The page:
Where to see Florence’s best art

Birthplace of the Renaissance and once ruled over by the Medici family, Florence is renown as one of Europe’s great capitals of art. Here are some recommendations so you can appreciate Florence’s masterpieces for yourself. 

Florence is truly a city of the past with an artistic heritage that has been luring art lovers for centuries. From quaint and romantic hidden spots to Florentine culinary magic and stunning cityscape, there are many reasons to visit this multi-faceted Tuscan paradise. But the one that tops the list is the city’s incomparable paintings, sculptures, and architectures. In order for you to enjoy the genius works of arts in the city deemed as the UNESCO World Heritage, we’ve master-crafted a list of destinations that houses some exquisite artworks.

The Best Artworks in Florence

    • Encounter everlasting wonders at Uffizi Gallery

      Uffizi Gallery is an enormous museum that shelters a world-class collection of original sculptures and paintings from the Middle Ages to Modern period. Originally designed by Giorgio Vasari the opulent Uffizi is a marvel inside and out. But its core is the Renaissance collection of the magnum opuses by unparalleled artists including Michelangelo, Botticelli, and Leonardo da Vinci. The visit is made more convenient with the audio-guides and multilingual guidebooks available from the bookshop at the entrance.

    • Symbol of Florentine Republic: Piazza Della Signoria

      The L-shaped Piazza Della Signoria is the hub of the Renaissance and boasts of a historic, cultural punch. It houses spectacular statues designed by some of the most famous Florentine artists whose master-works grace the square and the adjacent Loggia dei Lanzi (an open-air gallery). From the well-known sculpture of David by Michelangelo to Marzocco sculpted by Donatello to Hercules and Cacus by Baccio Bandinelli, the visitors can appreciate the copies of acclaimed masterworks free of cost.

    • Reminisce the Renaissance beauty at the Accademia

      Another must-visit museum in Florence that is adorned with precious artistic masterworks, the Accademia Gallery attracts art aficionados to feast on treasured works of Renaissance art and sculpture. From the highly-celebrated sculpture masterpieces by legendary artists to the panoply of forty musical instruments, the museum tastefully exhibits mankind’s artistic ingenuity for aeons. Tickets are only 12 euros with audio guides available for an additional 6 euros.

    • The Palazzo Pitti: A complete art complex

      The Palazzo Pitti is an epitome of Renaissance architecture with symmetrical structure, wide arches, and rusticated stone pillars with the largest concentration of the marvelous paintings by none other than Raphael, the world-renowned artist. Also, what makes it absolute heaven for art connoisseurs is the fact that the palace is an abode to six important museums in Florence. Enjoy the visit to the grand museums with year–round 50% special discount off the ticket when you buy it before 9 am and enter by 9:25 am.

    • The Duomo of Florence Cathedral

      The Cathedral of Santa Maria del Fiore is a tourist attraction within itself, but it’s it large terracotta dome that secures it a spot on this list. More than a church and a museum, the Duomo is the city’s most recognisable building as it dominates the city skyline creating a striking, cultural monument. Designed by Filippo Brunelleschi, the dome structure was completed in 1436 make it an important icon of the Renaissance. It remains the largest brick dome ever constructed!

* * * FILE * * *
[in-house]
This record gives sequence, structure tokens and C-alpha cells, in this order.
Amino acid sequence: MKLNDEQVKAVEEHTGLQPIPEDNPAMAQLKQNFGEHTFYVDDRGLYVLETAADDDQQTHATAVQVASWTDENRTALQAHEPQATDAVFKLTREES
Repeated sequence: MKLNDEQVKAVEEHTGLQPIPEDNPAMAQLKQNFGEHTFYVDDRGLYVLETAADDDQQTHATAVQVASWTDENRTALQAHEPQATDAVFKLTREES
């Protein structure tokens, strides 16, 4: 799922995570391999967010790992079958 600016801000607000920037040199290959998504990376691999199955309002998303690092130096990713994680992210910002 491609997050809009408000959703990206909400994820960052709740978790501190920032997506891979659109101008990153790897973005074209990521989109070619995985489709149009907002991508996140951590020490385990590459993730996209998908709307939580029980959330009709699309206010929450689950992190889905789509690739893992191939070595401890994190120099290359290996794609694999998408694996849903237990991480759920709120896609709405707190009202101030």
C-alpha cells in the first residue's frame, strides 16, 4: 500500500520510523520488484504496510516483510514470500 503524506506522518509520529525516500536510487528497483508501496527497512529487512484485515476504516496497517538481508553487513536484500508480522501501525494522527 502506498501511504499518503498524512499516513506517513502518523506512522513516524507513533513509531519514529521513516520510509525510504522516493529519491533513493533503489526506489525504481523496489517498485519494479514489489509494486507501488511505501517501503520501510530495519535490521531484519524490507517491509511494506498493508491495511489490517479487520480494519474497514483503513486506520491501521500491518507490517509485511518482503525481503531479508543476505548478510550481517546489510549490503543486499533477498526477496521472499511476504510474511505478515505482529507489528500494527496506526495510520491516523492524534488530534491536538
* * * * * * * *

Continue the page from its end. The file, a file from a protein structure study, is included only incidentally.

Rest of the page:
• The Palazzo Vecchio: A gallery of statues

      The town hall of Florence, the Palazzo Vecchio looks more like a castle from a Medieval fairytale than an active seat of local government. With its skyward reaching tower, halls of artwork and stunning views overlooking the Arno River,  the Vecchio is an important and interesting component of Florence. Its halls include frescoes done by Domenico Ghirlandaio, geographical maps designed by the great Giorgio Vasari and hidden drawings of Leonardo da Vinci (or so some say). Once you’ve finished admiring the different works inside, head up to the tower for vast views of the city, or to the square to get a closer look at the city’s most impressive fountain.

    • Visit the Cappelle Medicee

      The Medici’s were a powerful banking family who gained particular prominence in the first half of the 15th century and onwards. The family were also avid art collectors and encouraged the city’s prestige in all Renaissance art forms. This can be seen throughout Florence but also in the Medici Chapels that are named after the family. A mini-masterpiece, the chapels symbolise the Medici’s long and powerful legacy. They act as the family’s crypt, housing the remains of many of the Medici clan, including Lorenzo the Magnificent, Cosimo the Elder and more.

    • Wander the Bargello National Museum

      Also known as the Palazzo del Bargello, this museum is a former barracks and prison, where executions would take place in the yard and police used it as their headquarters until 1859. Now an art museum, the Bargello is one of the oldest buildings in Florence and deserves a visit for its peculiar history and architecture alone. Housing one of the city’s best sculpture collections, the museum also has the Donatello’s famous lion painting, symbolising the power, pride and independence of the Florentine Republic.

See many of the arty attractions above on our Florence Day Tour with Accademia and Uffizi Galleries!

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